Attia Hosain is one of the most influential Indian writers of the twentieth century. In these beautifully wrought stories, she depicts characters who are caught between worlds and cultures.
'There is so much to love and admire in these stories - their understanding of heartbreak, their attention to affection and love across many divides' KAMILA SHAMSIE
'Listen to me, child. You will be a woman soon and must behave well and with modesty. The Kazi will ask you three times whether you will marry Kalloo Mian. Now don't you be shameless, like these modern girls, and shout gleefully "Yes". Be modest and cry softly and say "Hoon".'
Telling of the lives of servants and children, of conflict between the old traditions and new ways, and exploring the human repercussions of the Muslim/Hindu divide, these twelve stories present a moving and vivid picture of life in India in the mid-twentieth century. To each episode Attia Hosain brings a superb imaginative understanding and a sense of the poignancy of the smallest of human dramas.
A marriage is arranged between a little servant girl and a middle-aged cook with an opium habit; an idealistic political worker faces disillusionment; a man returns from years studying in England to a wife he scarcely knows; a conventional bride has her first encounter with her husband's 'emancipated' friends.
Attia Hosain published only two books, but her writing has influenced generations of writers. Discover Sunlight on a Broken Column, Hosain's acclaimed only novel - a coming-of-age story set against the turbulent background of Partition, also published in Virago Modern Classics.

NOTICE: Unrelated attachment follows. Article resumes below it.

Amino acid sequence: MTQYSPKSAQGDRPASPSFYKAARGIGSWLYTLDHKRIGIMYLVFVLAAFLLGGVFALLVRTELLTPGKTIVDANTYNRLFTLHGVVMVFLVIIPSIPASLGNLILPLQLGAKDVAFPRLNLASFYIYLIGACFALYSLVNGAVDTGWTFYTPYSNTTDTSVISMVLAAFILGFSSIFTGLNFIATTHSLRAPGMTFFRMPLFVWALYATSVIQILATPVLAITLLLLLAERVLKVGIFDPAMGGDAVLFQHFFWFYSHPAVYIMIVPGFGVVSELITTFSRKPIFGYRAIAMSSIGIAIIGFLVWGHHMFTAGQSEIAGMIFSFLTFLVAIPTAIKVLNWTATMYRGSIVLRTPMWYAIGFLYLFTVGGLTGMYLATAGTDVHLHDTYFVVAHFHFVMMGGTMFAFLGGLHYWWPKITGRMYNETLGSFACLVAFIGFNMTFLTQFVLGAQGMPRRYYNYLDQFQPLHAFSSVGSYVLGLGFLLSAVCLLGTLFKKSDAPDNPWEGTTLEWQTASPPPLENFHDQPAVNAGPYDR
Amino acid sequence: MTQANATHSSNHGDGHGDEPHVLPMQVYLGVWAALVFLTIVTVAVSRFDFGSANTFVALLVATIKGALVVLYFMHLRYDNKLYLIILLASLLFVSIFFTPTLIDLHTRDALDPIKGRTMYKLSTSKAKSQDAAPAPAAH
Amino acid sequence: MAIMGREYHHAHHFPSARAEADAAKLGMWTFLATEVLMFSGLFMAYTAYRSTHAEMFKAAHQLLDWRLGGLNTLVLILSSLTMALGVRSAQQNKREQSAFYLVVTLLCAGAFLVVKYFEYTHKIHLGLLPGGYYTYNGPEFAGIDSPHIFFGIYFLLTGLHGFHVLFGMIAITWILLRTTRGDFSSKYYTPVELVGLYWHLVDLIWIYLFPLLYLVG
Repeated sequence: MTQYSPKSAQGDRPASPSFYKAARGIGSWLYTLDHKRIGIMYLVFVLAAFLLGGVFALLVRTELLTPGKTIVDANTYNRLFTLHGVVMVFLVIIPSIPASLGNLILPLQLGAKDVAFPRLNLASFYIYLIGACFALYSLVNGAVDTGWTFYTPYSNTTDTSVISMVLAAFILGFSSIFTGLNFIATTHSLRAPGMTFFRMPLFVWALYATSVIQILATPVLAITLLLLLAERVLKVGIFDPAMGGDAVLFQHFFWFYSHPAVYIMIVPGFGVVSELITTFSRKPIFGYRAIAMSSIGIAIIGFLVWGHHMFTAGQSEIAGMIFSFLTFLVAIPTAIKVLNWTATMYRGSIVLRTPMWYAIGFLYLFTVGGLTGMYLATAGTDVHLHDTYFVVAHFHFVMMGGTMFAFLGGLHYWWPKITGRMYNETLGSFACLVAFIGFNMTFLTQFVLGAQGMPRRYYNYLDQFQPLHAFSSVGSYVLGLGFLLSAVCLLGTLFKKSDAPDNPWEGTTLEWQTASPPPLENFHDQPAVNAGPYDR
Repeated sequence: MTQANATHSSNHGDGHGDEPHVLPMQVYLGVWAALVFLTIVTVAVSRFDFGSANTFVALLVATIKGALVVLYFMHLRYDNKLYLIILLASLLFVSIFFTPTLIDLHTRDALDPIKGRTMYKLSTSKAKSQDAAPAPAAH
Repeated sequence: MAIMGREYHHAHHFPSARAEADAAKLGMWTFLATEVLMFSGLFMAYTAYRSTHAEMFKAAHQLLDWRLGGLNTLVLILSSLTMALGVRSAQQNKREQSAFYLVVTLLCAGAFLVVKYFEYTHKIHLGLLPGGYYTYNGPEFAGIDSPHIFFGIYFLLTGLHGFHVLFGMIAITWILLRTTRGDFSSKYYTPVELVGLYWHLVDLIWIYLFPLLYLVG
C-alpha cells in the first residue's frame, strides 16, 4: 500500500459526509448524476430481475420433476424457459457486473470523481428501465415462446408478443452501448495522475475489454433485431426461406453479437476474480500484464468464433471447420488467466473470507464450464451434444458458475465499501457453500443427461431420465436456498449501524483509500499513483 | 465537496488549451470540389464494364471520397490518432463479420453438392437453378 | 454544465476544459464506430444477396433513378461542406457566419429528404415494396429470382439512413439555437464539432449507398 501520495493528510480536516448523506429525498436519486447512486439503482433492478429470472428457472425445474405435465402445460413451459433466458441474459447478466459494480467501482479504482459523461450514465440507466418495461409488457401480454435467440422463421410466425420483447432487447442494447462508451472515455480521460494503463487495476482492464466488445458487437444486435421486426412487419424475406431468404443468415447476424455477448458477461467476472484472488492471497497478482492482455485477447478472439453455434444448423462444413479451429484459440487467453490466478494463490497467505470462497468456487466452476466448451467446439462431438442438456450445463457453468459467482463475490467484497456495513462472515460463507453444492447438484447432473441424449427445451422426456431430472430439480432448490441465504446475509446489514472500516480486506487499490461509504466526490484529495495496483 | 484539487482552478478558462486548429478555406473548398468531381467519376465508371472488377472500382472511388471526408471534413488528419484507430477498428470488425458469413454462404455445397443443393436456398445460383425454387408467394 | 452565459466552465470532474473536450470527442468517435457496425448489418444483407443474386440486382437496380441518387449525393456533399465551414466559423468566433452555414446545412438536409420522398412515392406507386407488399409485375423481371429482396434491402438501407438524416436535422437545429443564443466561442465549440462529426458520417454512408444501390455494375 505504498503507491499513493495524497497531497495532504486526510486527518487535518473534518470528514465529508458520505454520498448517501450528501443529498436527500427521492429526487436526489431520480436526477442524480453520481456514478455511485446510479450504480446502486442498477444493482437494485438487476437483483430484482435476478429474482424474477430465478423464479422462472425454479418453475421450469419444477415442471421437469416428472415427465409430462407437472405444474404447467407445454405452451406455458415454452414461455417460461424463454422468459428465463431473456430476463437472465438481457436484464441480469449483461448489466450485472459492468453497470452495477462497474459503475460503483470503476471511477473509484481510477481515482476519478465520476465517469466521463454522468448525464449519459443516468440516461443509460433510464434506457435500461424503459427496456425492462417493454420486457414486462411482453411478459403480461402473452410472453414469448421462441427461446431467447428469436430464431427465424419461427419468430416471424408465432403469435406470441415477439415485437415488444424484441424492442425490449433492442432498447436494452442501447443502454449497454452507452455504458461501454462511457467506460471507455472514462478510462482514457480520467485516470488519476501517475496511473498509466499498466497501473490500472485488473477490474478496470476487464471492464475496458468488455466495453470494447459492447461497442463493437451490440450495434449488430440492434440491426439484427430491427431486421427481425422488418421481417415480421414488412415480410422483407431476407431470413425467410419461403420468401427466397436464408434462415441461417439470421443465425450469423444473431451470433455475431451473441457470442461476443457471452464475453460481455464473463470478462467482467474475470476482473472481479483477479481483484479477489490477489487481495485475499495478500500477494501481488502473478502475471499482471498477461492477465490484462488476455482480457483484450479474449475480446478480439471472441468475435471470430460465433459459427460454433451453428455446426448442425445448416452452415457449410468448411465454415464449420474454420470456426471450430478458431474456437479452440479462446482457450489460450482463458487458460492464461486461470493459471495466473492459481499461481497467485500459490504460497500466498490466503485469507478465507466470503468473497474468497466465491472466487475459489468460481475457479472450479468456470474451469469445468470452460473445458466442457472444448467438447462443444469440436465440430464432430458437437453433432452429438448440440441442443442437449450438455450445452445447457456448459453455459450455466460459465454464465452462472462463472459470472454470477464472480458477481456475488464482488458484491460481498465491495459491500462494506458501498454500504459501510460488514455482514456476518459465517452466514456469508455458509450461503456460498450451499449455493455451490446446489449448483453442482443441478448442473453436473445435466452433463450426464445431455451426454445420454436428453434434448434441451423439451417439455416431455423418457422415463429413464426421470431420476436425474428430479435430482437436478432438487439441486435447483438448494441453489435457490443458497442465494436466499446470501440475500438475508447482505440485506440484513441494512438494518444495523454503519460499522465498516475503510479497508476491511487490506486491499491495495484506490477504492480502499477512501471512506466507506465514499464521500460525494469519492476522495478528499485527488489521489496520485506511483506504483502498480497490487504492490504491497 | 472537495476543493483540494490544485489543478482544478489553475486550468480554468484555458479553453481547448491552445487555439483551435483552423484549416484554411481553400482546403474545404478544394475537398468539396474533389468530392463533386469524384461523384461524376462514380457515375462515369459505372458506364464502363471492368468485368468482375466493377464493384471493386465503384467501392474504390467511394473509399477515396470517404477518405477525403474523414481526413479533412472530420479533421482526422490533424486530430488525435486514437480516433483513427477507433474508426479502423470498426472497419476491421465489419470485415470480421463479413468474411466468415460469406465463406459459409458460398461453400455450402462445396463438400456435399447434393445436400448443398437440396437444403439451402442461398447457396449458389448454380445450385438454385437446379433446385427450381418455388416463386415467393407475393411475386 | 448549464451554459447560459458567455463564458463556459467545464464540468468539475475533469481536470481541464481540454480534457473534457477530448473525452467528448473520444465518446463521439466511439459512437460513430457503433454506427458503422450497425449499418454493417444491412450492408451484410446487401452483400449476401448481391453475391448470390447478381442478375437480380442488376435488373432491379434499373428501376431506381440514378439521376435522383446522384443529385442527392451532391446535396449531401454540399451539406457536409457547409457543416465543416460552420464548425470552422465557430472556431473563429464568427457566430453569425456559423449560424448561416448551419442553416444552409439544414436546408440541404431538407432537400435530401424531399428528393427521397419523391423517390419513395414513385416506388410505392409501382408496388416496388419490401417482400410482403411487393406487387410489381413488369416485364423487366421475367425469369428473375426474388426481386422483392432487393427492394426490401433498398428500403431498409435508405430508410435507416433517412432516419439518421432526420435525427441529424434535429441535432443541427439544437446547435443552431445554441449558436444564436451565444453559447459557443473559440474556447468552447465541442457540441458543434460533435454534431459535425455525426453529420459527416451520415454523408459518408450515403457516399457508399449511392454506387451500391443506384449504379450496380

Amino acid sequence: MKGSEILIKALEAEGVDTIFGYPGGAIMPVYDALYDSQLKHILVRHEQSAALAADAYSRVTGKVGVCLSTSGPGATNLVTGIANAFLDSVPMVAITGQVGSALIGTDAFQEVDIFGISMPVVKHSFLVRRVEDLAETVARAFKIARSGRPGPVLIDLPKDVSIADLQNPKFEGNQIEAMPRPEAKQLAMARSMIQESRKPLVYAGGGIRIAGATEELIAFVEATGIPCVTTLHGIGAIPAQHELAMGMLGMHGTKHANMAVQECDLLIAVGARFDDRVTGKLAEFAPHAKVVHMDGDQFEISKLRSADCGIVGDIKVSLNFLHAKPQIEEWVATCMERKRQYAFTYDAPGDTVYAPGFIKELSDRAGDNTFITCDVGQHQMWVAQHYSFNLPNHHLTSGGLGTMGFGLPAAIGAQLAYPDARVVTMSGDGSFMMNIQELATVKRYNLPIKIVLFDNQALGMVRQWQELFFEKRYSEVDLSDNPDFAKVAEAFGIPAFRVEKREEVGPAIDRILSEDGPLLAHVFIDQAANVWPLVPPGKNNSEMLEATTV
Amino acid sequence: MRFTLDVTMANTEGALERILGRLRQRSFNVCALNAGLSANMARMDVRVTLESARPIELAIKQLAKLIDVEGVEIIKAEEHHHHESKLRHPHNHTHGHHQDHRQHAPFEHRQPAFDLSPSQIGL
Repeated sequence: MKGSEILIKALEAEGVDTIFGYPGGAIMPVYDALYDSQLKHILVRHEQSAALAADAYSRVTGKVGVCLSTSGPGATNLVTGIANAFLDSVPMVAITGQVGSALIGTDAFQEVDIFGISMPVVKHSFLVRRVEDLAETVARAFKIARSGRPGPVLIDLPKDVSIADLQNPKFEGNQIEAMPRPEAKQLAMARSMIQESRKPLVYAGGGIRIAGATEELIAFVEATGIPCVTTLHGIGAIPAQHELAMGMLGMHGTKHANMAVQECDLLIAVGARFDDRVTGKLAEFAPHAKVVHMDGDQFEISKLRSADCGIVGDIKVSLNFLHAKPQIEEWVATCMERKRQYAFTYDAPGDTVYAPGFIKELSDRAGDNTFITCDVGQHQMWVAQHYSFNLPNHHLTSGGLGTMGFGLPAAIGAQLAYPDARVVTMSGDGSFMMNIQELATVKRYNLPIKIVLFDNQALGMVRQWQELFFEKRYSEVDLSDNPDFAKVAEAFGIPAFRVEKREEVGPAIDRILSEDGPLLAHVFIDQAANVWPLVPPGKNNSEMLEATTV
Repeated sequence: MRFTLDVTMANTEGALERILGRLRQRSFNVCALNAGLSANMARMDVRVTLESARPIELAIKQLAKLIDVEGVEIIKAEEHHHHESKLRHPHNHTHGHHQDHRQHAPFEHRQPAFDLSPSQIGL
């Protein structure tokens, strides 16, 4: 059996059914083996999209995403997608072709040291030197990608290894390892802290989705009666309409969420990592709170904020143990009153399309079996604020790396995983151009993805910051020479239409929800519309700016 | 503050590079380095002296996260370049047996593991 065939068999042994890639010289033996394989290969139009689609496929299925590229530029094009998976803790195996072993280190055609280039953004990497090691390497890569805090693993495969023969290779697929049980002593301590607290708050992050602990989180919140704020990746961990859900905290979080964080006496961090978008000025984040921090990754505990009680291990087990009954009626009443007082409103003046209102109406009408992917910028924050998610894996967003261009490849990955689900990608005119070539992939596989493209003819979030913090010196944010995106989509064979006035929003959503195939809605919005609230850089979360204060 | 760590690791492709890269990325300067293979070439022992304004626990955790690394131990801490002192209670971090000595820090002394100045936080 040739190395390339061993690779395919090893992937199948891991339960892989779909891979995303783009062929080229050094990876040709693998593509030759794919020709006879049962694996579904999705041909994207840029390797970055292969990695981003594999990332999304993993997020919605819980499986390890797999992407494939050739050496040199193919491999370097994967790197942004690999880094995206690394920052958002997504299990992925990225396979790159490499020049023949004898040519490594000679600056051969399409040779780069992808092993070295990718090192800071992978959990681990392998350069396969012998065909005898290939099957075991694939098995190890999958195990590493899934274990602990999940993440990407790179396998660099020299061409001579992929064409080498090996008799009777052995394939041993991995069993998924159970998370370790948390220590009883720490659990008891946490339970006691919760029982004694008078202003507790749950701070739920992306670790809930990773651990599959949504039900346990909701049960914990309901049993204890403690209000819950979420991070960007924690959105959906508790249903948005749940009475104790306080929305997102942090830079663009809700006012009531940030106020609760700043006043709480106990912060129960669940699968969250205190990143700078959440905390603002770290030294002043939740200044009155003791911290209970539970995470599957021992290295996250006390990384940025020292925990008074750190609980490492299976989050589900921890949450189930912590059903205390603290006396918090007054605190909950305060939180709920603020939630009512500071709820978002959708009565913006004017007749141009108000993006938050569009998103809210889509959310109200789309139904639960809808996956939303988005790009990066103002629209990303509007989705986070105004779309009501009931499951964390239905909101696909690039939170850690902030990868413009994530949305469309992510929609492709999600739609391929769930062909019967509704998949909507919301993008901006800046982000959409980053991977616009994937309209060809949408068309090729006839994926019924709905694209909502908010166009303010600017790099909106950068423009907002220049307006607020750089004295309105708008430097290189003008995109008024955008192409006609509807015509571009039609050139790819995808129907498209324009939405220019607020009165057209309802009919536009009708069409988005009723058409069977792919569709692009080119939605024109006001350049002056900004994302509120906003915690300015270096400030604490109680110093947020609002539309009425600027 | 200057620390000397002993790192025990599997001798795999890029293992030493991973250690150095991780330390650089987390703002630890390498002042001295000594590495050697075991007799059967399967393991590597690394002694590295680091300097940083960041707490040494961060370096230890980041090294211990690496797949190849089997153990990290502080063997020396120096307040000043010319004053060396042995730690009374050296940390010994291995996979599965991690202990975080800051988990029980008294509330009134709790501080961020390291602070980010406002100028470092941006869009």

There is so much to love and admire in these stories - their understanding of heartbreak, their attention to affection and love across many divides, their intelligence about power structures, their vividly drawn characters, their sly humour. Long after I finished reading, I found myself still recalling the tiny moments, so beautifully rendered, that made them come to life
Hosain's books stir with life and the play of sunlight and rain. To read them is as if one had parted a curtain or opened a door, and strayed into the past ... Hosain's greatest strength lies in her ability to draw a rich, full portrait of her society - ignoring none of its many faults and cruelties
Attia Hosain (1913-1998) was born in Lucknow and educated at La Martiniere and Isabella Thoburn College, blending an English liberal education with that of a traditional Muslim household where she was taught Persian, Urdu and Arabic. She was the first woman to graduate from among the feudal 'Taluqdari' families into which she was born. Influenced in the 1930s by the nationalist movement and the Progressive Writers' Group in India, she became a journalist, broadcaster and writer. In 1947 she moved to England and presented her own women's programme on the BBC Eastern Service for many years, and appeared on television and the West End stage. She is the author of Phoenix Fled (1953) and Sunlight on a Broken Column (1961).